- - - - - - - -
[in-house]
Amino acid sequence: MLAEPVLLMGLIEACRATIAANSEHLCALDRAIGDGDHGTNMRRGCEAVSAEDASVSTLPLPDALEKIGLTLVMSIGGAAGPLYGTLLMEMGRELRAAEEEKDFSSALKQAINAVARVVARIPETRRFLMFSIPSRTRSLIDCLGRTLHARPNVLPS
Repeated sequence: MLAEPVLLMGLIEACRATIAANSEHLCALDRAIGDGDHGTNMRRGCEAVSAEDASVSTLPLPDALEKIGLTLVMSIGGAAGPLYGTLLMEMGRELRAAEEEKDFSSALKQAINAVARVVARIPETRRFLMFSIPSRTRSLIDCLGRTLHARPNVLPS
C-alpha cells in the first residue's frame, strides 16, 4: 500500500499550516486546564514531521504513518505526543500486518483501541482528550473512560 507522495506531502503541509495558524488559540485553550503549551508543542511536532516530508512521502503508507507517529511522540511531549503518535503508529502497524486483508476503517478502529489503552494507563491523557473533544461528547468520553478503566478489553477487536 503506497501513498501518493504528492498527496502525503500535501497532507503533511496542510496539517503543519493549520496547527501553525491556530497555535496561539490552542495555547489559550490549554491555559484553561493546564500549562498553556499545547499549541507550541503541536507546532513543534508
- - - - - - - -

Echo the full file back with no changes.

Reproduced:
[in-house]
Amino acid sequence: MLAEPVLLMGLIEACRATIAANSEHLCALDRAIGDGDHGTNMRRGCEAVSAEDASVSTLPLPDALEKIGLTLVMSIGGAAGPLYGTLLMEMGRELRAAEEEKDFSSALKQAINAVARVVARIPETRRFLMFSIPSRTRSLIDCLGRTLHARPNVLPS
Repeated sequence: MLAEPVLLMGLIEACRATIAANSEHLCALDRAIGDGDHGTNMRRGCEAVSAEDASVSTLPLPDALEKIGLTLVMSIGGAAGPLYGTLLMEMGRELRAAEEEKDFSSALKQAINAVARVVARIPETRRFLMFSIPSRTRSLIDCLGRTLHARPNVLPS
C-alpha cells in the first residue's frame, strides 16, 4: 500500500499550516486546564514531521504513518505526543500486518483501541482528550473512560 507522495506531502503541509495558524488559540485553550503549551508543542511536532516530508512521502503508507507517529511522540511531549503518535503508529502497524486483508476503517478502529489503552494507563491523557473533544461528547468520553478503566478489553477487536 503506497501513498501518493504528492498527496502525503500535501497532507503533511496542510496539517503543519493549520496547527501553525491556530497555535496561539490552542495555547489559550490549554491555559484553561493546564500549562498553556499545547499549541507550541503541536507546532513543534508